The system is rigged. We all can see it in the opulent residences of the rich in San Francisco which lie blocks away from the squalid tents of the homeless. We can feel it in the way that certain people and businesses do little to better civilization yet make ludicrous amounts of money. We can hear it in the frivolity with which certain people spend money and the morbid gravity of those whose souls are crushed by debt.

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That the system favors certain people and screws over others is obvious even to a five-year-old. Why the system is so unfair is not at all obvious and is the source of much political confusion. People on the left think the rich get there through exploiting the poor. People on the right think the poor get there because they’re lazy. What’s the truth? …

On block 631058 was mined a transaction which spent an output from February of 2009, that is a month after the Bitcoin network went live. This has caused a bit of a price swing, not to mention, a lot of speculation, about whether this is Satoshi Nakamoto moving these coins or not.

In this article, I’m going to lay out the case for why it probably wasn’t Satoshi and the bit of digital forensics we can use to figure this out.

What Happened

On May 20, 2020, a transaction with the id of cb1440c787d8a46977886405a34da89939e1b04907f567bf182ef27ce53a8d71 was broadcast onto the Bitcoin network and included in block 631058. The transaction’s input was from block 3654, specifically the coinbase transaction, which was mined on or around February 9, 2009. …

Jiang Zuouer of posted a rather… interesting analysis of their plan to fund BCH development with 12.5% of the BCH coinbase award for 6 months starting in May. If you haven’t seen the proposal, the idea is for the miners to form a cartel where they will orphan any blocks that don’t give the developer subsidy, meaning they have some assurance that they have at least 51% (more likely in the 70% range) to make good on this threat. …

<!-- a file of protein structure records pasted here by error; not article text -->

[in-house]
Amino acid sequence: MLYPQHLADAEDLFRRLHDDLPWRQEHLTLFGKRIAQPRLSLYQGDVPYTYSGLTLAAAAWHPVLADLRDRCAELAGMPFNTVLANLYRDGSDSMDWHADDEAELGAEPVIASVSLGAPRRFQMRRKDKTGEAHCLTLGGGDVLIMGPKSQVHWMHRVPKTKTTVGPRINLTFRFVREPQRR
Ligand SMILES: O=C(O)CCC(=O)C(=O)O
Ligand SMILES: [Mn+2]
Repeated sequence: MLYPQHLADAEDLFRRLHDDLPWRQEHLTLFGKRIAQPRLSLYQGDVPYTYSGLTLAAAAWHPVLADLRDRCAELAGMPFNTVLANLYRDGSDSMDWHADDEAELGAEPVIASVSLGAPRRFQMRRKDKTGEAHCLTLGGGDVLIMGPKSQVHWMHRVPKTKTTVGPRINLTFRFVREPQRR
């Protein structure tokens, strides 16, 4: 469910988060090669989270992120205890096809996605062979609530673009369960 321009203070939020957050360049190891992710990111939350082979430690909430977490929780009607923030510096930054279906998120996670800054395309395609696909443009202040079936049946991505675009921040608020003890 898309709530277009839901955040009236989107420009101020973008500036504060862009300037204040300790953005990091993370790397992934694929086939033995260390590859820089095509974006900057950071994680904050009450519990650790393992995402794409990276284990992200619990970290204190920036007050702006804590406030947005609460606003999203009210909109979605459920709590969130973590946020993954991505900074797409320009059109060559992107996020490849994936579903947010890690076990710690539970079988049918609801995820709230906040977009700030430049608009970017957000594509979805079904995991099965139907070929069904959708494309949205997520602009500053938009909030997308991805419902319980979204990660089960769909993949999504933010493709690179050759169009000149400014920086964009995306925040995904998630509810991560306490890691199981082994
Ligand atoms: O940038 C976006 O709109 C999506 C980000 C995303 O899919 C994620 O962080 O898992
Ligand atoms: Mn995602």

Over the past couple of weeks, I’ve gone through the Economics 11: Principles of Economics course on In this article, I’m going to review the class, what I think about it and who I think it’s good for.

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The Austrian Method

One of the things that has always attracted me to Austrian economics is that everything is logically deducible and the arguments are very clearly laid out where other schools of economic thought hand wave to various conclusions.

That said, one of the frustrating things about reading Austrian economics books is that they do seem to spend a lot of time on technical objections that are confusing for a new student and lay things out in a way that require a lot of rigor. That is, they’re not exactly learning-friendly. It’s not easy, for example, to get through Menger or Mises or even Rothbard without feeling like there are entire parts that you missed. …

If you haven’t heard yet, CoinFloor announced that the exchange will be Bitcoin-only come January 3, 2020. That is, they’ll delist BCH and ETH and concentrate only on BTC. Similarly BitGo is no longer supporting BSV given their p2sh rollback coming in a month. This is welcome news, not the least to the poor engineers in charge of having to keep the costly nodes upgraded and running.

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This is the beginning of a trend and in this article, I’m going to show all that goes into supporting an altcoin and why an exchange might be delisting certain tokens.

The Economics of Exchange Listing

Listing coins on exchanges has a sordid history, going as far back as 2013 when btc-e allegedly listed Novacoin in exchange for a significant portion of the premine. Since then, there have really only been 3 ways to get a coin listed on an…

This is another post that’s too long for Twitter.